As Susan Buck-Morss argues in her book Dreamworld and Catastrophe, "We would do well to bring the ruins up close and work our way through the rubble in order to rescue the utopian hopes that modernity engendered, because we cannot afford to let them disappear."
Next I want to explore why ruins are so evocative of the nostalgic. In what ways do the material ruins (of not only colonialism, but also socialism, and communism) occupy particular temporal and spatial matrices today (as sites of pilgrimage, commemoration, memorialization, heritage tourism, and/or aesthetic wonderment) that in turn, help us to reconcile and/or recover our senses of self in relation to larger pasts, presents, and futures? And what can ruins tell us about the power of nostalgia as a tool for forgetting (rather than remembering) the conditions of possibility of history? I also want to ask whose forgetting exactly is taking place in the process of contemplating (colonial) ruins: can nostalgia then be understood as a form of both collective (national) and individual amnesia? As a sign of excess for some and not for others? Is there ever a theological (or existential for that matter) element to nostalgia? Finally, if we take up the call to work through the rubble of ruins that continue to pile up around us, then perhaps we can think about nostalgia more closely in relation to possible futures.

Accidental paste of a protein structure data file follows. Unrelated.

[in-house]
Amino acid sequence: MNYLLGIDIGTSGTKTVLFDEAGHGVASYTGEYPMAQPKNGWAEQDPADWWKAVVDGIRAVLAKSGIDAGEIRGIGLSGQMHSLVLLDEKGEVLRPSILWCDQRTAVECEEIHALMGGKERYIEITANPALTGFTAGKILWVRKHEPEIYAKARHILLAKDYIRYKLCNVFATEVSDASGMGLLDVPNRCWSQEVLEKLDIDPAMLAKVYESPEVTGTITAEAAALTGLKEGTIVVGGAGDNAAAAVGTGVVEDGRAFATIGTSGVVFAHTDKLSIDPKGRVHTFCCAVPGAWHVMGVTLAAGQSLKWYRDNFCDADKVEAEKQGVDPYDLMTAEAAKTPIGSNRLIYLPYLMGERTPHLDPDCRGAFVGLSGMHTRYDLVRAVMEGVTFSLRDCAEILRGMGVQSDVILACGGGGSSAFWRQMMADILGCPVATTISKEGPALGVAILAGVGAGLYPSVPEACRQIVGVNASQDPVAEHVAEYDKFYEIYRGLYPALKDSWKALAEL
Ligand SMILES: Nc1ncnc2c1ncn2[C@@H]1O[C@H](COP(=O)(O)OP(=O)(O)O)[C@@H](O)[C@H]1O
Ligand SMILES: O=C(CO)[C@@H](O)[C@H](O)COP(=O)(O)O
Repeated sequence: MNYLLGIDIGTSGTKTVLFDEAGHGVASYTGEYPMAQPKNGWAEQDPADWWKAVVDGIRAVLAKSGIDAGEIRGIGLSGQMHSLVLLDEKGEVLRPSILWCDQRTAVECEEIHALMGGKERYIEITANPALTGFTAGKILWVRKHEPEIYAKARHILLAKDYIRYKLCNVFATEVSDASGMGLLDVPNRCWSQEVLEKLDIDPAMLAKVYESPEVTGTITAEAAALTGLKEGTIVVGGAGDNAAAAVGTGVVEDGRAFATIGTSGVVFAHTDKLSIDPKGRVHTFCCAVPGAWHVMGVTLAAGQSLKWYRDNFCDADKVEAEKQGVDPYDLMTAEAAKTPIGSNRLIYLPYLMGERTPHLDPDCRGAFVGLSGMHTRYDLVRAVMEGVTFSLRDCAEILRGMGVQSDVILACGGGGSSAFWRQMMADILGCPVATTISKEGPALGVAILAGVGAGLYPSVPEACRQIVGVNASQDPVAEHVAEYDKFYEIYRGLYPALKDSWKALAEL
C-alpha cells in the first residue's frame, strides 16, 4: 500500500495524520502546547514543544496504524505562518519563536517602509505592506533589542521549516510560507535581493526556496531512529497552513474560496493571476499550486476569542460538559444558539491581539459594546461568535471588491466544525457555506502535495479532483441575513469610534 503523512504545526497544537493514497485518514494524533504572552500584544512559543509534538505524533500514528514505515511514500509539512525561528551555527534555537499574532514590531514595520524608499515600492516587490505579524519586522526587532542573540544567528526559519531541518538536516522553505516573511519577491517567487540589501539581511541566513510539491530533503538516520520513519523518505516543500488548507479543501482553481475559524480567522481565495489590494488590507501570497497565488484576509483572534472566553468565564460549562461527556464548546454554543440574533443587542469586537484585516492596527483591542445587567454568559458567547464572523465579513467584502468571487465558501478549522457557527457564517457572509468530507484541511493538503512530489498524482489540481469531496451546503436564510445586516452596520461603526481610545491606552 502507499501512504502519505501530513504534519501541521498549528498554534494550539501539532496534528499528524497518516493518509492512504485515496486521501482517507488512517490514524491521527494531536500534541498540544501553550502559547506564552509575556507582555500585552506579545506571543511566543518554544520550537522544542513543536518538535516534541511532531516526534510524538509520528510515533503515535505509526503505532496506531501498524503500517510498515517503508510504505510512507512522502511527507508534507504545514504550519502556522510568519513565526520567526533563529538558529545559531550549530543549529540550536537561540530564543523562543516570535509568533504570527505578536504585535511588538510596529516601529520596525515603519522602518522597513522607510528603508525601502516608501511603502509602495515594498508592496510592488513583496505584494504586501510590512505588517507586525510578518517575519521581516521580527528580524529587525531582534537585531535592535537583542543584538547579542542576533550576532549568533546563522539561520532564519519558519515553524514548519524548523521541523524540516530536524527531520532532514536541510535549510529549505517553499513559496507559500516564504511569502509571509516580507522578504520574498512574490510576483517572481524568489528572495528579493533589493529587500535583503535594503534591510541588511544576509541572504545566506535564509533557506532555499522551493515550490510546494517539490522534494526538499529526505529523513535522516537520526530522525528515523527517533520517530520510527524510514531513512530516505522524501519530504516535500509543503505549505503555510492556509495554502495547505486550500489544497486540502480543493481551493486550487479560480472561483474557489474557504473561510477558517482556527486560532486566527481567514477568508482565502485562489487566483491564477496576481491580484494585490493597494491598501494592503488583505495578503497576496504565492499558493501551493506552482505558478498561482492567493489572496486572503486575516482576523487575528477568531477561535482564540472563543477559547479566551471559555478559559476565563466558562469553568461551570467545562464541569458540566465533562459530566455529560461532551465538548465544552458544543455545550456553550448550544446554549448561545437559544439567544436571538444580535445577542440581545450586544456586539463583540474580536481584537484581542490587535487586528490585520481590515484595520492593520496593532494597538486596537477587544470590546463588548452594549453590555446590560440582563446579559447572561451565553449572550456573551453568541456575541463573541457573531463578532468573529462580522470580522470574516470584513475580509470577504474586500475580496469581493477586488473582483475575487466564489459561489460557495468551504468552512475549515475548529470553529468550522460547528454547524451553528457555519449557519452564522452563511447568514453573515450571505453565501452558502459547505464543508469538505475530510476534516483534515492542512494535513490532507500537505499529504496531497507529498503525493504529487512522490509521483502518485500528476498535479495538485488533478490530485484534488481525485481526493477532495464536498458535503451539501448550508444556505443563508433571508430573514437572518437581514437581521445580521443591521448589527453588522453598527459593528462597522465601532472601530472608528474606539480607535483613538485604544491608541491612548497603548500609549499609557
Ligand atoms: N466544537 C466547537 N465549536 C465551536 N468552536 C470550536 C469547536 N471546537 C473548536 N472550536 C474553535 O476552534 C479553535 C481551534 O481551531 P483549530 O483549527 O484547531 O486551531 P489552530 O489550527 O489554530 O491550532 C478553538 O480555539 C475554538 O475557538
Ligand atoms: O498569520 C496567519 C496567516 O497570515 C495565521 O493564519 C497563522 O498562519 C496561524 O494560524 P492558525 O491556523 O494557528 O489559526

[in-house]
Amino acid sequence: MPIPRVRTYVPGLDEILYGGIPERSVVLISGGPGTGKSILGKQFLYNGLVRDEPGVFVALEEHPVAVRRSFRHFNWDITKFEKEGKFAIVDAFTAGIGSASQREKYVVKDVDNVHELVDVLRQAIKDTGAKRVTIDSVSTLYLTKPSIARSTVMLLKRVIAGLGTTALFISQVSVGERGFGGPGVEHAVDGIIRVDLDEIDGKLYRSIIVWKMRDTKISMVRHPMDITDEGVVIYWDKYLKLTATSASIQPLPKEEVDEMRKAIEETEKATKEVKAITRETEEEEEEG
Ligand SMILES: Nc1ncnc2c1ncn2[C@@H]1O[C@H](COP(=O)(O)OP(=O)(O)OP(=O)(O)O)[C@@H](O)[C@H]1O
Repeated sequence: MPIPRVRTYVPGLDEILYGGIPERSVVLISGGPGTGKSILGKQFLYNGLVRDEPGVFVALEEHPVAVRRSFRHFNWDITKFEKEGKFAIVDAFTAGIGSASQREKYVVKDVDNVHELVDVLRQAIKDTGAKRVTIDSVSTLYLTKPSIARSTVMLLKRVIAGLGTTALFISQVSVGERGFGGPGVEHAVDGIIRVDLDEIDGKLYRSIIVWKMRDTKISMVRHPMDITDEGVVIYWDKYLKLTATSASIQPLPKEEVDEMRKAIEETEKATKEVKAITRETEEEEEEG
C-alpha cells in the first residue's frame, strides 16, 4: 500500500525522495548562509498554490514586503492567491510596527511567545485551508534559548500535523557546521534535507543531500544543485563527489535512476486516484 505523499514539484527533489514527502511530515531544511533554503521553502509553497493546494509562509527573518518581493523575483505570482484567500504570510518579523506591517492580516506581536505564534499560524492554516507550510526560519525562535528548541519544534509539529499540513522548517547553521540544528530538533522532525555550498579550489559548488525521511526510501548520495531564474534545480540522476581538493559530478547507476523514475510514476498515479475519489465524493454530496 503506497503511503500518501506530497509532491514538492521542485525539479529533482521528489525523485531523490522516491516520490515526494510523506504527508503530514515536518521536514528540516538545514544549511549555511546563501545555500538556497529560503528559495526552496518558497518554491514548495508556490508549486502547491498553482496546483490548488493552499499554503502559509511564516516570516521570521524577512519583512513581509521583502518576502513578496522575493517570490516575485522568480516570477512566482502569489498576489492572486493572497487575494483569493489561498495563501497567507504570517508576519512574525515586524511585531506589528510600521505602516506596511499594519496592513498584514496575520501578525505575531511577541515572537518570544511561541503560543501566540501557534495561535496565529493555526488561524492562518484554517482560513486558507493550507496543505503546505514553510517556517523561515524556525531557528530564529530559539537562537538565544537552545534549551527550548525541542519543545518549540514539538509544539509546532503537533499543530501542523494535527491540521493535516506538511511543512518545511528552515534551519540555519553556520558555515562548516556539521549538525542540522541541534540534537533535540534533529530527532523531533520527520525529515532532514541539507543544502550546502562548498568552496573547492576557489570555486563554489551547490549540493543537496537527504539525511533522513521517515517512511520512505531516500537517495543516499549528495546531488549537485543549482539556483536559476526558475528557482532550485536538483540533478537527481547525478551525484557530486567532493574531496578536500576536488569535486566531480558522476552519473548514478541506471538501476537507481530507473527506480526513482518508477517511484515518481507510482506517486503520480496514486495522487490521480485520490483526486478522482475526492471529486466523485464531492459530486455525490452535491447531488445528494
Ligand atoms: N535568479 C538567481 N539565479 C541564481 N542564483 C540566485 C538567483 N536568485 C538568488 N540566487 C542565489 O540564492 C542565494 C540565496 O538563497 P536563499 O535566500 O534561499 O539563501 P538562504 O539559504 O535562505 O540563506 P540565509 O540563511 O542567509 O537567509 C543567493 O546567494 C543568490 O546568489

Lastly, I want to pose a question that came up in the Future Tense study group based at WISER in 2008: whether engagement in nostalgia is a conservative or liberatory exercise? In other words, how can we understand nostalgia in relation to (utopian) politics? And more specifically, how can we understand it in relation to thinking through
Photo: Pamila Gupta